Inflammation in the body is a good thing … until it’s not. When you suffer an injury or an infection, your body’s immune system quickly dispatches healing cells straight to the source. If you sprain your ankle, for instance, you will almost instantly see and feel the symptoms of acute inflammation, which can be remembered with the acronym PRISH: pain, redness, immobility, swelling and heat.
This type of inflammation is an essential part of a healthy immune system; it signals that the body is attempting to heal itself, and any pain and immobility you experience are a warning to you to stay off your ankle and employ RICE (rest, ice, compression and elevation) techniques to ease your discomfort. When the healing process is complete, the inflammatory response normally shuts itself off.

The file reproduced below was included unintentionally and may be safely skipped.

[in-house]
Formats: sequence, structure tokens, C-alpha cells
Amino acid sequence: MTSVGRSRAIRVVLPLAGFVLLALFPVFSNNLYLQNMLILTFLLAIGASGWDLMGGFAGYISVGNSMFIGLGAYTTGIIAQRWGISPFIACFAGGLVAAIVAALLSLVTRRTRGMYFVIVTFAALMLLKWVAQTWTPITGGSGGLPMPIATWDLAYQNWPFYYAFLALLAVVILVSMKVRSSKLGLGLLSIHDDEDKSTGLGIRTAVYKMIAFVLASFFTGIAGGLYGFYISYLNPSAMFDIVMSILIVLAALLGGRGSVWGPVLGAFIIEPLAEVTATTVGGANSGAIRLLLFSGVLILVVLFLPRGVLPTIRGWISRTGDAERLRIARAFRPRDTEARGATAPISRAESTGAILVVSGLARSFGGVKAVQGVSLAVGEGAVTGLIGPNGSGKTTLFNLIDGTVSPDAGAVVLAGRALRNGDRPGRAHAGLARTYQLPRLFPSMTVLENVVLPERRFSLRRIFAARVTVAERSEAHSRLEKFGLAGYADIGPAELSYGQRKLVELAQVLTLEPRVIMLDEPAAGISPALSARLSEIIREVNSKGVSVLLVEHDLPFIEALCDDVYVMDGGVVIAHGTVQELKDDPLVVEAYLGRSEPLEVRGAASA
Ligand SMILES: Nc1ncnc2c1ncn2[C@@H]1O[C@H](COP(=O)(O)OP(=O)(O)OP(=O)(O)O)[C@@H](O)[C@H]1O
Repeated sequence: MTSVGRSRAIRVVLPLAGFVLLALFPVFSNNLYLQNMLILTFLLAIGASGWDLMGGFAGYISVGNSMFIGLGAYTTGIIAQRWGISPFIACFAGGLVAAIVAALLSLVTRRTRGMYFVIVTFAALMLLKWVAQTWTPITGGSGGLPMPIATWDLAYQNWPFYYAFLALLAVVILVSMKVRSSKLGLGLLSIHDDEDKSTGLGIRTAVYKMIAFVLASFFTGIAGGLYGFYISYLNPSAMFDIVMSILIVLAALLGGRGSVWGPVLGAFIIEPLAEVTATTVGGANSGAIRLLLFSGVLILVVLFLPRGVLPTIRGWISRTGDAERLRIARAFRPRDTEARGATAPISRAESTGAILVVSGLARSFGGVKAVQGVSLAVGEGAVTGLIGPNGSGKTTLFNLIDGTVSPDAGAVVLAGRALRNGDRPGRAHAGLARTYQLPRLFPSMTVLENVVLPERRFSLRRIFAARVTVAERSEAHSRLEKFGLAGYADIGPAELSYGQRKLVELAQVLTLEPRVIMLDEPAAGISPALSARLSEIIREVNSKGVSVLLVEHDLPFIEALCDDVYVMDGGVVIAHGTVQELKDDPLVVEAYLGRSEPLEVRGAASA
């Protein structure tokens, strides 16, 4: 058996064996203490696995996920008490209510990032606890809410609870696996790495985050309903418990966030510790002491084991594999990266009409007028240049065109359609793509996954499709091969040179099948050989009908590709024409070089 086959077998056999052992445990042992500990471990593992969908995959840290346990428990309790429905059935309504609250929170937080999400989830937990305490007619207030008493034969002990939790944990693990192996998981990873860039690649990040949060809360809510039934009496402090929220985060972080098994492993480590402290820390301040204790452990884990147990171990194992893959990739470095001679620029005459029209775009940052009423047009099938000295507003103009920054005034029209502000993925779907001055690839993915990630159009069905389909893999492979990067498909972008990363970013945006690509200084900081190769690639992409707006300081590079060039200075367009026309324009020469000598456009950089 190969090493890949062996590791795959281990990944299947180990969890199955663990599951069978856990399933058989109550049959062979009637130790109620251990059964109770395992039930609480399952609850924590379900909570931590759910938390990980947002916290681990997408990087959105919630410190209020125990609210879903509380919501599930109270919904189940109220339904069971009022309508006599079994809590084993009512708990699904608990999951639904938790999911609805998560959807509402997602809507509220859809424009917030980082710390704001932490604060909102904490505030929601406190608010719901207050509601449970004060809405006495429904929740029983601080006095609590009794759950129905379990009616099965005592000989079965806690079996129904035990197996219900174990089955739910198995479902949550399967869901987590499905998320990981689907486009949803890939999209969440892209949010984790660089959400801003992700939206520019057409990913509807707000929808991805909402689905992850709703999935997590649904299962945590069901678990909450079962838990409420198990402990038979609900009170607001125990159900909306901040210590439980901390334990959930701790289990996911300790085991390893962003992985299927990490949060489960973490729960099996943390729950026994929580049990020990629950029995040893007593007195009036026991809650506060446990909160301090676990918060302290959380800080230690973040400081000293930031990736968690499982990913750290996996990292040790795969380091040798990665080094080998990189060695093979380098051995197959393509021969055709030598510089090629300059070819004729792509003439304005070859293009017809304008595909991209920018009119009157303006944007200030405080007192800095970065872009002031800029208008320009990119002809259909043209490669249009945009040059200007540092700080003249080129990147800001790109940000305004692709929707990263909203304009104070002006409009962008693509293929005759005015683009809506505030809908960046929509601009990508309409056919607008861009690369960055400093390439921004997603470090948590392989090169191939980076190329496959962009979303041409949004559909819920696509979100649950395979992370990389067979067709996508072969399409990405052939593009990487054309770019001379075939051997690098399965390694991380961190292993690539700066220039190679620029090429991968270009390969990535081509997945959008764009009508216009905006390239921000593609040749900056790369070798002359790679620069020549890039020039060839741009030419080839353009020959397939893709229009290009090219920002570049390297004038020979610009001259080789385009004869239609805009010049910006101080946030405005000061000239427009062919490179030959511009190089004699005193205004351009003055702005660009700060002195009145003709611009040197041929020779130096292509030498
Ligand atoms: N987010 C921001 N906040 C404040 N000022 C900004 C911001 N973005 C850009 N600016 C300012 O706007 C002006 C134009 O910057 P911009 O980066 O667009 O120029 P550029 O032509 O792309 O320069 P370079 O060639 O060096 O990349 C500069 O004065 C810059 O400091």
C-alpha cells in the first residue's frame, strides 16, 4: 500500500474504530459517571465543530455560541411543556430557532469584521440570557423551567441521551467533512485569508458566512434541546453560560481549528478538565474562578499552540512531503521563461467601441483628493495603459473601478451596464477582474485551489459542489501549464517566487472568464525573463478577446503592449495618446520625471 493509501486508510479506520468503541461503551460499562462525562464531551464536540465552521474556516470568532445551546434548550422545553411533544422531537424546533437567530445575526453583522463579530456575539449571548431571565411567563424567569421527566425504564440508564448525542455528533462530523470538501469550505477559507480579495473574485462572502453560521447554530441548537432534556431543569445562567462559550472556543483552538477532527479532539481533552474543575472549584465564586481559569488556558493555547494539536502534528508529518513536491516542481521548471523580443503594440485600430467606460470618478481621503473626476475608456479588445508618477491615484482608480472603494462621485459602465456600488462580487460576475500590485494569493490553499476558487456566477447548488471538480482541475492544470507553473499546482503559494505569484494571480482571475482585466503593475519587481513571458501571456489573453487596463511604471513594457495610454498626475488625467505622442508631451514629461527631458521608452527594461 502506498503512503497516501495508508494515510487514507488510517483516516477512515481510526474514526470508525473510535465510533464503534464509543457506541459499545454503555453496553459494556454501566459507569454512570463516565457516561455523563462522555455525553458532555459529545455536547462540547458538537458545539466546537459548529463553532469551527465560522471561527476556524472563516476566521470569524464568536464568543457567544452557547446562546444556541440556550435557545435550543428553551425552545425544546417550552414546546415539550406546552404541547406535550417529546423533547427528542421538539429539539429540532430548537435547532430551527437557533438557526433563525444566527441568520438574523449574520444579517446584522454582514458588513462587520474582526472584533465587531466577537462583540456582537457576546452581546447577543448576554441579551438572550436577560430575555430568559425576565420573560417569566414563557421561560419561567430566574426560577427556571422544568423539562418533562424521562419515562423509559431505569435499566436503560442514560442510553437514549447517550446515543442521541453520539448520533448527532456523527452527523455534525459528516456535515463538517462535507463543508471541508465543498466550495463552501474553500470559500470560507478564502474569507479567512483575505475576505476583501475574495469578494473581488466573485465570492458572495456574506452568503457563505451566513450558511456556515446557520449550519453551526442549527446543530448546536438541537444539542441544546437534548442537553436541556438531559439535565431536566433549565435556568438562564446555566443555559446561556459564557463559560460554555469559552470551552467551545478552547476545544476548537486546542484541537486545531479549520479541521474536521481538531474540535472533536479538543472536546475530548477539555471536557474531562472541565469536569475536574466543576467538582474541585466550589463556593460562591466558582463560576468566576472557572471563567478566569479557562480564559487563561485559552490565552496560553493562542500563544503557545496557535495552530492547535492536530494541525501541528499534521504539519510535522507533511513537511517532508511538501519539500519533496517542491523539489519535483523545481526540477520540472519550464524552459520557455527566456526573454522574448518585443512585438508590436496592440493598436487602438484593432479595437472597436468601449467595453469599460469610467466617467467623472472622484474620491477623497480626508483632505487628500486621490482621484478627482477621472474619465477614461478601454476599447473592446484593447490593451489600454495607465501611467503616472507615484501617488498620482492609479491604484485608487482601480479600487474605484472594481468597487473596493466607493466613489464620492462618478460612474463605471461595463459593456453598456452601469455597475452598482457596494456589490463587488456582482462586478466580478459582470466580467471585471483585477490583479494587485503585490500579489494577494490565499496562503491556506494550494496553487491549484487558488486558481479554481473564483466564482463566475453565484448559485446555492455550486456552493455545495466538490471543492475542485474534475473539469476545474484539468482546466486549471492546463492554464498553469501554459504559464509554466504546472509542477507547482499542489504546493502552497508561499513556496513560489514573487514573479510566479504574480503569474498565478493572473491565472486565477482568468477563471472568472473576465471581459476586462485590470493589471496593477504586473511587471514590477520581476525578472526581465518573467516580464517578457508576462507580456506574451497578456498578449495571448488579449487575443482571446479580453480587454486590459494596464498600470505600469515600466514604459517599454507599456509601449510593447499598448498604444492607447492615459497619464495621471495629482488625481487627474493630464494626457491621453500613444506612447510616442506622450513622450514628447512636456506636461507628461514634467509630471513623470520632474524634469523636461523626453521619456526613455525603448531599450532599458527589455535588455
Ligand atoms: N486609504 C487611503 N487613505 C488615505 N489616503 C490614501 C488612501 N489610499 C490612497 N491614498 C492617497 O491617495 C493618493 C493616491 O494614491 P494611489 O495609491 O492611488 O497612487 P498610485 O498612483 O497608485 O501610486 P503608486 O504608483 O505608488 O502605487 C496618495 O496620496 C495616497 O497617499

Chronic inflammation, however, is a different story. Because you can’t see or actually feel this type of inflammation, it’s often referred to as the body’s “silent fire”—which makes perfect sense, because the word “inflammation” derives from the Latin word for “to set on fire.” Chronic inflammation occurs when the body’s immune system doesn’t shut off for some reason and begins to burn out of control, like a fire that can’t be extinguished easily. It just keeps producing immune cells, leaving your body in a constant state of alert.
When the immune cells can’t find an injury or illness to repair, they eventually attack healthy cells, damaging your tissues and organs. This sort of damage has been linked to a number of diseases and disorders, including asthma, ulcers, rheumatoid arthritis, heart disease, ulcerative colitis, allergies, some types of cancer and even Alzheimer’s.
“Unfortunately, you can’t see low-grade, chronic inflammation until the damage is already done,” says Desiree Nielsen, a registered dietitian in Vancouver, British Columbia, who focuses on complex chronic digestive and inflammatory disease. The biggest challenge is that it’s largely silent for many of us, unless you know what to look for. Chronic inflammation itself can be silent, but of course, the overt diseases aren’t. You may know when you have eczema or diabetes, but you might not realize that it has something to do with inflammation.”